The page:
With Crossfire Hurricane (8 p.m. Thursday, HBO), the Rolling Stones have produced a worthy 50th-anniversary documentary. It chronicles their journey from being "the band everybody hated to the band everybody loves," in Mick Jagger's words. We learn that the group consciously set out to become the bad-guy counterparts to the Beatles in the mid-1960s. "The Beatles got the white hats," says guitarist extraordinaire Keith Richards. "What's left? The black hat."
For over a dozen years, the Stones earned that black hat by causing riots, getting busted, and taunting the straight world with their hedonistic behavior. The incredible footage puts you on stage and backstage in the center of the storm — the "crossfire hurricane" of the title. The documentary is nothing like the one the surviving Beatles made about their own experience, as the Stones don't provide the same level of insight into themselves or their times. What they do provide is a visceral thrill — the thrill you can get only from diabolical musicians creating art outside the normal social boundaries.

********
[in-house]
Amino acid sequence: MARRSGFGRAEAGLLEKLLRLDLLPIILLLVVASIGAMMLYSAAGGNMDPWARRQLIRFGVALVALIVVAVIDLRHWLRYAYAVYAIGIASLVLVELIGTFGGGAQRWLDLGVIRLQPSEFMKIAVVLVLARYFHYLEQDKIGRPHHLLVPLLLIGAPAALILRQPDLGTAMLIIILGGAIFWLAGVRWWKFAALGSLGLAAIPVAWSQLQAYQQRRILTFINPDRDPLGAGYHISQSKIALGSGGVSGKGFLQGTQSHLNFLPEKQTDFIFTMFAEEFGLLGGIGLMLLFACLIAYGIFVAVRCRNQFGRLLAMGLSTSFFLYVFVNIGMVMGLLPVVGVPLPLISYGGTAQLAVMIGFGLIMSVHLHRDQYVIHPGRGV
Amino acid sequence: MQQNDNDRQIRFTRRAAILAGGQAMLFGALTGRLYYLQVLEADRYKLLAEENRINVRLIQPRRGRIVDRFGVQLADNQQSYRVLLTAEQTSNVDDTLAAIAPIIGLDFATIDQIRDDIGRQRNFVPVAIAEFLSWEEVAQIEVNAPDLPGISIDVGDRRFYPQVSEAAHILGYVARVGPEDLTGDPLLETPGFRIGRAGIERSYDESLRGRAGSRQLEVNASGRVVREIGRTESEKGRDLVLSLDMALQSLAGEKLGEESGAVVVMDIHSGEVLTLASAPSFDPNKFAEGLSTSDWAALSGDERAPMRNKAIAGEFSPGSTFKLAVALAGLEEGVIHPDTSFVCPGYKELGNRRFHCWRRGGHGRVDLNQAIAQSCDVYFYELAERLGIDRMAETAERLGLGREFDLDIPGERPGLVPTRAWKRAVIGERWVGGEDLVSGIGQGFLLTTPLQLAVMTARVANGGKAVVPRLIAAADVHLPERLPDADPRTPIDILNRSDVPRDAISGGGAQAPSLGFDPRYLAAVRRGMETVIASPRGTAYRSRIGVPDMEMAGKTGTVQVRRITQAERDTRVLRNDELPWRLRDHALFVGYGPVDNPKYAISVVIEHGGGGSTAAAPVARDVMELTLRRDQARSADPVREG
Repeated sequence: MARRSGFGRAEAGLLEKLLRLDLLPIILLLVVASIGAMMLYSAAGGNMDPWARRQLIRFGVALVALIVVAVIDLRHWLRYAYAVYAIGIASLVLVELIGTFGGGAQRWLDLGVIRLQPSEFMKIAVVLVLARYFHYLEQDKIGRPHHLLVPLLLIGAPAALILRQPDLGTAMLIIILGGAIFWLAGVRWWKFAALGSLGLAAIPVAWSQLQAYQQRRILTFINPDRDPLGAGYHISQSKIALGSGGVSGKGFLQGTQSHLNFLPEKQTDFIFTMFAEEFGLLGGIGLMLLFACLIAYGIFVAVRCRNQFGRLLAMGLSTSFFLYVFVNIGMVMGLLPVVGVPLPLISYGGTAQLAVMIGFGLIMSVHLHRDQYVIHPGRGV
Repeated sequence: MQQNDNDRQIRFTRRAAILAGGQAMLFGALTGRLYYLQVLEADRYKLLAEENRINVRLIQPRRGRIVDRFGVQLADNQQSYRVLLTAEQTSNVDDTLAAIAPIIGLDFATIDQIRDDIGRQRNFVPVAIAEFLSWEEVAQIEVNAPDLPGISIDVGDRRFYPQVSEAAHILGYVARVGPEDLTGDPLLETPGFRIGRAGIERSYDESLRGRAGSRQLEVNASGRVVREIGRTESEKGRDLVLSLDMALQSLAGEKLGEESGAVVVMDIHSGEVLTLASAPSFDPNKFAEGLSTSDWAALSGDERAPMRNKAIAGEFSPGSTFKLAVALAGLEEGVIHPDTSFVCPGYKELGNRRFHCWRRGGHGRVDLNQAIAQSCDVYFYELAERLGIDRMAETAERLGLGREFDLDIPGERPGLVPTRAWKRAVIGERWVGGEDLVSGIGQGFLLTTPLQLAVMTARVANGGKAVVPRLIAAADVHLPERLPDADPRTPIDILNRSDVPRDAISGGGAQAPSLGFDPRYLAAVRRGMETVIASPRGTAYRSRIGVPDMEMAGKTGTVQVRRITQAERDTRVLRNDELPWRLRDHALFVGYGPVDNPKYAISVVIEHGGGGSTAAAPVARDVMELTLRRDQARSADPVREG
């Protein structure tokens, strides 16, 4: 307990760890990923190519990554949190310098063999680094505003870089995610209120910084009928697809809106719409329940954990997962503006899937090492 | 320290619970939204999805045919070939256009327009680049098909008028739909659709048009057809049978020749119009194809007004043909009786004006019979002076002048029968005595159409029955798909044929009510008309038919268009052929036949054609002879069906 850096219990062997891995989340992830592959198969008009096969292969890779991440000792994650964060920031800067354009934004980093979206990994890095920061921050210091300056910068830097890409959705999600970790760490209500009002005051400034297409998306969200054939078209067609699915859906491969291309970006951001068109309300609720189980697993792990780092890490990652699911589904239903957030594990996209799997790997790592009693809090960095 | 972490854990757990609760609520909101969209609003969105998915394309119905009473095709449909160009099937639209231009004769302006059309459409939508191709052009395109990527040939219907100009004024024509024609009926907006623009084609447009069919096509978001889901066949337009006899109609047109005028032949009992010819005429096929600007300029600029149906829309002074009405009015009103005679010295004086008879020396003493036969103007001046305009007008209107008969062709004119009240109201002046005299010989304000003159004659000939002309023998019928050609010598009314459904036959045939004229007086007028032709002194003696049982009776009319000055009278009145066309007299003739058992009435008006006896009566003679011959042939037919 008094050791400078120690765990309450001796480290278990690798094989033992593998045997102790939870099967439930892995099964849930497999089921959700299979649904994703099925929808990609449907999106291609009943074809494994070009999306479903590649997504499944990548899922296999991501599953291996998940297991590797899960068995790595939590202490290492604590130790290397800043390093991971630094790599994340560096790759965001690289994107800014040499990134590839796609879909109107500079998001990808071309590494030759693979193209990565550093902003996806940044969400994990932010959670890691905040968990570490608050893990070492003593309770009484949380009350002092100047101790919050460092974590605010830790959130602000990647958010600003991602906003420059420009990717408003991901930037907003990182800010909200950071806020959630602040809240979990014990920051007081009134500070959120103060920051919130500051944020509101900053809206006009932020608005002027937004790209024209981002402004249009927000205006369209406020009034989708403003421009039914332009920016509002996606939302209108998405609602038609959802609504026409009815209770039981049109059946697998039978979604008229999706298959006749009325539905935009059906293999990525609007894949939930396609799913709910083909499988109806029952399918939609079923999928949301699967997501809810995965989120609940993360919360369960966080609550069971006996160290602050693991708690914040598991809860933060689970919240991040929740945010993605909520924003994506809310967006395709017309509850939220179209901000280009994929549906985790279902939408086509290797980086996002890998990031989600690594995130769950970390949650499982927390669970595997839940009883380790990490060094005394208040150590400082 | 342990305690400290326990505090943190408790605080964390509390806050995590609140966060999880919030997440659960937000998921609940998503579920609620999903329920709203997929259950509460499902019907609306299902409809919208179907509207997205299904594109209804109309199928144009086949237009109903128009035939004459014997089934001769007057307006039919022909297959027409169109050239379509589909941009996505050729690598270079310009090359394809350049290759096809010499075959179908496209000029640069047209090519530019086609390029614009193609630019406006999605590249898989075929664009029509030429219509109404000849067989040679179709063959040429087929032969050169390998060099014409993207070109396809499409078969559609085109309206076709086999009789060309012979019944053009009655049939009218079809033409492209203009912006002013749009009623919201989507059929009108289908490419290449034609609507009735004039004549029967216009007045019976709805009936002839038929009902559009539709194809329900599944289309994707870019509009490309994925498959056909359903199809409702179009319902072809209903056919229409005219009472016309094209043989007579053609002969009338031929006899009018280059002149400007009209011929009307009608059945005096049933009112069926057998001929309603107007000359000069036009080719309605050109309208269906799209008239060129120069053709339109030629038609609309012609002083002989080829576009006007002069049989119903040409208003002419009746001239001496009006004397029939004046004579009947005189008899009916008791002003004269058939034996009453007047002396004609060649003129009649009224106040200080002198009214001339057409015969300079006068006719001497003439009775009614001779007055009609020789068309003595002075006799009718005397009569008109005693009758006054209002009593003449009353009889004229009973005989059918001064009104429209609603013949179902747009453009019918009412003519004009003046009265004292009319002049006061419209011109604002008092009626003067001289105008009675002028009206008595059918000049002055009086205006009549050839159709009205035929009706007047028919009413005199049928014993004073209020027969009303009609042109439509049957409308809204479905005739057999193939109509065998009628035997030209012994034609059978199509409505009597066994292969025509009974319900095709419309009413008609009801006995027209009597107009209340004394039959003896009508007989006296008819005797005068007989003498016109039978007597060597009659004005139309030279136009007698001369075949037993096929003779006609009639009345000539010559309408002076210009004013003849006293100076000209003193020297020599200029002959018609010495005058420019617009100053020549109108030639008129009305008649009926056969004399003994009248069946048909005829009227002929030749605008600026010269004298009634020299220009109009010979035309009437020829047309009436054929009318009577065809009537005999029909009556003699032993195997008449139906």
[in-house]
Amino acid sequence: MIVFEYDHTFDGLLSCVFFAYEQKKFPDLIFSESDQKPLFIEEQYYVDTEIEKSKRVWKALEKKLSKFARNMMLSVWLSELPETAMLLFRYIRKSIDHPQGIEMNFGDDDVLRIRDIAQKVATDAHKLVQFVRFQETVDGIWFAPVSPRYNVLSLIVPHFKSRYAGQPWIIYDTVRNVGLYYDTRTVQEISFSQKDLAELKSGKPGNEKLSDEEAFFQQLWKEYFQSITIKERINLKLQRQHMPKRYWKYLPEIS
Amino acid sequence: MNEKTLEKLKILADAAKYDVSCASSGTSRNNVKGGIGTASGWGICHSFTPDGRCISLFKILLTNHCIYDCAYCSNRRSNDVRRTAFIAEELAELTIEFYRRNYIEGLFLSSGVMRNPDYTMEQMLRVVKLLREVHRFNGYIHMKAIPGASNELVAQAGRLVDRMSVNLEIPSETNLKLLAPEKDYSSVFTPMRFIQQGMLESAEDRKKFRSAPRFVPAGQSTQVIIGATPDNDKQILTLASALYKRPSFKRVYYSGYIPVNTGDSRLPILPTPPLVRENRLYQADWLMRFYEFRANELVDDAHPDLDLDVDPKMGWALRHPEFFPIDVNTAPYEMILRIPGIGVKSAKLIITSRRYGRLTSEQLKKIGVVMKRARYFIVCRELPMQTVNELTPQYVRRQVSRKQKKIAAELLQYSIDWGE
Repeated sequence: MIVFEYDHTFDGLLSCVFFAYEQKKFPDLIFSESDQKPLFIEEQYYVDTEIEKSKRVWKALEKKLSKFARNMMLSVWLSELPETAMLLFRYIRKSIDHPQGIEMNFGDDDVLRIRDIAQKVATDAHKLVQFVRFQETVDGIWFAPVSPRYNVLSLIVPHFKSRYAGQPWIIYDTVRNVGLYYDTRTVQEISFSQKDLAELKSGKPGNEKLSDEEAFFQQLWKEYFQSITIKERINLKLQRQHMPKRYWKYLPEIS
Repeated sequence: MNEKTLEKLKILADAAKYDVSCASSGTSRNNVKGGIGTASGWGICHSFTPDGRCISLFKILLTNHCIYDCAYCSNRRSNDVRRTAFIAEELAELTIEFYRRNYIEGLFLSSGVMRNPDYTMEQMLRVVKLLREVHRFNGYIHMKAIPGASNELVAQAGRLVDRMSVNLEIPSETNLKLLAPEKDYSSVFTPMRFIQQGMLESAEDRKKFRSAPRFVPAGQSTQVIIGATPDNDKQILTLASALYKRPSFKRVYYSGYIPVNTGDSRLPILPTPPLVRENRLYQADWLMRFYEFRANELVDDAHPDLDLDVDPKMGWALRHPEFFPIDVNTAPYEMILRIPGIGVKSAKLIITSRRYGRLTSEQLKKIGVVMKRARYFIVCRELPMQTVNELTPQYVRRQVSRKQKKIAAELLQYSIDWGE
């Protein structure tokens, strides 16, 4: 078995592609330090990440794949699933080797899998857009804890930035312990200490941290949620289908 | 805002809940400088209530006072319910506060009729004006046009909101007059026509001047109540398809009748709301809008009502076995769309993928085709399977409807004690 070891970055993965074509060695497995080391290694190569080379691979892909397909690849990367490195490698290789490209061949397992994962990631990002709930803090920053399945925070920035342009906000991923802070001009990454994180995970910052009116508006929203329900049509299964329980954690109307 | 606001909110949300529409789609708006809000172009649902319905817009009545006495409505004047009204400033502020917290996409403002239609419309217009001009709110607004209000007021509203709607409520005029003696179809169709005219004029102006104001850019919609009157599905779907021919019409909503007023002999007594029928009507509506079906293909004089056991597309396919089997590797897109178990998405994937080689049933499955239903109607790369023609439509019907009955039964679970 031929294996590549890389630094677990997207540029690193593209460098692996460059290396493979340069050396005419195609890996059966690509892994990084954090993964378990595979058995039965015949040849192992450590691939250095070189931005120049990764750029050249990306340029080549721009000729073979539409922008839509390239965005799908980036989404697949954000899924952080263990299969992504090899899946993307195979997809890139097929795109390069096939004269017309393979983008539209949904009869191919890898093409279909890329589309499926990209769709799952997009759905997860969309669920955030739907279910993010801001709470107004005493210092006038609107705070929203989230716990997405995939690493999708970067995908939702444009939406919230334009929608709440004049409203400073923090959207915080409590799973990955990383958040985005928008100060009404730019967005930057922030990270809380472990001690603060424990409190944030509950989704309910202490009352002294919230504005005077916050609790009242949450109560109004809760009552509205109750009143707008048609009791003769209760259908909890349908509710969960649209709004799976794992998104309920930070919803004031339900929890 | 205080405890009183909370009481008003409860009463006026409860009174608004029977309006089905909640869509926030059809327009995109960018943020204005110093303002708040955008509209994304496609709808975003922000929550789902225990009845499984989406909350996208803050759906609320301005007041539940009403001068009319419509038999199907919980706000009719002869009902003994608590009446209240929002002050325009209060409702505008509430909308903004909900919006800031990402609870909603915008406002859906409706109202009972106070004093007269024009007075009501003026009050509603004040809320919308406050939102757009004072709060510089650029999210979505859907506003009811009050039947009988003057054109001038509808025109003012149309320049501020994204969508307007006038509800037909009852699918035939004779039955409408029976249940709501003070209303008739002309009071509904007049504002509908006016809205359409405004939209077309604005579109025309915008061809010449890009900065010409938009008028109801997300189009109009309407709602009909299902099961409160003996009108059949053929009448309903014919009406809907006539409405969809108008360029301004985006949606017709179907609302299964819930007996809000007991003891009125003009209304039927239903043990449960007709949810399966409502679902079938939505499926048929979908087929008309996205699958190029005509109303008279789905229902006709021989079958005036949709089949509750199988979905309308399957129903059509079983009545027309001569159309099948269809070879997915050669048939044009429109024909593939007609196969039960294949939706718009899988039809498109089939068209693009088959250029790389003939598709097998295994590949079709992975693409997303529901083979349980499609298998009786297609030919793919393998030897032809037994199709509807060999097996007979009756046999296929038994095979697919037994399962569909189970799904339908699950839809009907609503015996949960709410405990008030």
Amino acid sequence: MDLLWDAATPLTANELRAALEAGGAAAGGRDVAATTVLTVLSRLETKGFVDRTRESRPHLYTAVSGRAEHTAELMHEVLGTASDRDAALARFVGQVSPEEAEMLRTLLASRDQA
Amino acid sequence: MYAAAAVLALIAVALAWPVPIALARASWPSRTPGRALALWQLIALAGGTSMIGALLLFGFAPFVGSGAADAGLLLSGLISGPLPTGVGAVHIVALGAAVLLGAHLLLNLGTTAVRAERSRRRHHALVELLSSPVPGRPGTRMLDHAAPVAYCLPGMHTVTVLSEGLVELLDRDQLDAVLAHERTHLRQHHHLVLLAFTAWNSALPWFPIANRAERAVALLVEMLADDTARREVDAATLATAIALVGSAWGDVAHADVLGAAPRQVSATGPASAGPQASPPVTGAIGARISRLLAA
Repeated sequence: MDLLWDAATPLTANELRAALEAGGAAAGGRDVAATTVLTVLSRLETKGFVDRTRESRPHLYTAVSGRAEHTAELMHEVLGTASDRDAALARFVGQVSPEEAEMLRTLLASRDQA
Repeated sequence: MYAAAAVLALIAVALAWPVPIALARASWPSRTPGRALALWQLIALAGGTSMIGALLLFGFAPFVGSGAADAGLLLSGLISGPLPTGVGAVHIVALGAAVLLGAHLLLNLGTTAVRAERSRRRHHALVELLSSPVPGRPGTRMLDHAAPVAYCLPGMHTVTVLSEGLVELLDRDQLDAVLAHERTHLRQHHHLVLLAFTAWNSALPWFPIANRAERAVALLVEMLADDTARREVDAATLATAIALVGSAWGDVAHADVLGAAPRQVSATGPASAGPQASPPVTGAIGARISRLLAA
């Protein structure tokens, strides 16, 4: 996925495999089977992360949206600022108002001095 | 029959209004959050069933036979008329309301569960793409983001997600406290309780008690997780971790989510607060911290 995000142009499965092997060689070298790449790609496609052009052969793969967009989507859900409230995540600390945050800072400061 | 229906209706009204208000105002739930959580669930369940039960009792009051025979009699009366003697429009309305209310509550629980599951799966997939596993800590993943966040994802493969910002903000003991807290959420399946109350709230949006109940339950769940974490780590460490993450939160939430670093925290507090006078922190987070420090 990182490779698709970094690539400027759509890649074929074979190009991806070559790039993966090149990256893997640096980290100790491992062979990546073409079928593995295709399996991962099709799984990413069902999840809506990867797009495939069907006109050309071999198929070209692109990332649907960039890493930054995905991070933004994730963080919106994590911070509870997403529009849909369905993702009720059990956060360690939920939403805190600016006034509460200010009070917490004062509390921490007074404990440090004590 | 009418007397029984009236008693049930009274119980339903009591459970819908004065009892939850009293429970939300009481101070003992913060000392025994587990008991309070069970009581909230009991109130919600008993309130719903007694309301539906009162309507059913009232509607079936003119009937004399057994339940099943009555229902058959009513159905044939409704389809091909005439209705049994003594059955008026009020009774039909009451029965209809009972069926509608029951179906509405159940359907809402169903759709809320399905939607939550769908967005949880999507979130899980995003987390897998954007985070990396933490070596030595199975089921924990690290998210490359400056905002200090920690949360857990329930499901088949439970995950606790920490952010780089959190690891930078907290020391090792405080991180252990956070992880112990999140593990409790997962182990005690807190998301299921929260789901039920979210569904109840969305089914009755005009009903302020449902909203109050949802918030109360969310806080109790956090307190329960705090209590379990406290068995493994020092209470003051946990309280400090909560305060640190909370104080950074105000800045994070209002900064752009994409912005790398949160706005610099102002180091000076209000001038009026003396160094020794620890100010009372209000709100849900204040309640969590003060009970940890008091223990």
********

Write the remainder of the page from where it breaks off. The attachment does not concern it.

The thing that sets the Stones apart from other blues-based poètes maudits — from Robert Johnson to Jim Morrison — is their knack for surviving into old age. "Usually the guy in the black hat gets killed in the end," says Richards. "Not this time, brother."
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